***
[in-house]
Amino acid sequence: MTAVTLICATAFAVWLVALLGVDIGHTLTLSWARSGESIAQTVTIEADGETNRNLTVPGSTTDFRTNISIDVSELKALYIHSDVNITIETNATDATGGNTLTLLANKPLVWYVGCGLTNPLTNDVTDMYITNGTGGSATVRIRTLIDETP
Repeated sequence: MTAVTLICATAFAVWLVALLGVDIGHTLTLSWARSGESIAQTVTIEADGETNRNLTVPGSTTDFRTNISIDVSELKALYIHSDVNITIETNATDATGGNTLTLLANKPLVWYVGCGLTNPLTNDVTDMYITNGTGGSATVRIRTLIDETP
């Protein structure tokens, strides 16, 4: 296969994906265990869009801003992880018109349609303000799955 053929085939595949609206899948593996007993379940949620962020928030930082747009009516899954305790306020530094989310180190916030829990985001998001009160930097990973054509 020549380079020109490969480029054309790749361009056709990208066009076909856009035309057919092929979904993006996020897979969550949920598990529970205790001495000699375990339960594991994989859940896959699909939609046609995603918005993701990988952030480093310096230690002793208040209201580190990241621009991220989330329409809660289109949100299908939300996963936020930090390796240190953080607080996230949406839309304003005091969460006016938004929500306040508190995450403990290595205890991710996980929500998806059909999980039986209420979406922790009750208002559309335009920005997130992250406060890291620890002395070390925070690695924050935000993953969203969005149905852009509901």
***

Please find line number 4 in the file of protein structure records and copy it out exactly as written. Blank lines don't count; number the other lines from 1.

């Protein structure tokens, strides 16, 4: 296969994906265990869009801003992880018109349609303000799955 053929085939595949609206899948593996007993379940949620962020928030930082747009009516899954305790306020530094989310180190916030829990985001998001009160930097990973054509 020549380079020109490969480029054309790749361009056709990208066009076909856009035309057919092929979904993006996020897979969550949920598990529970205790001495000699375990339960594991994989859940896959699909939609046609995603918005993701990988952030480093310096230690002793208040209201580190990241621009991220989330329409809660289109949100299908939300996963936020930090390796240190953080607080996230949406839309304003005091969460006016938004929500306040508190995450403990290595205890991710996980929500998806059909999980039986209420979406922790009750208002559309335009920005997130992250406060890291620890002395070390925070690695924050935000993953969203969005149905852009509901």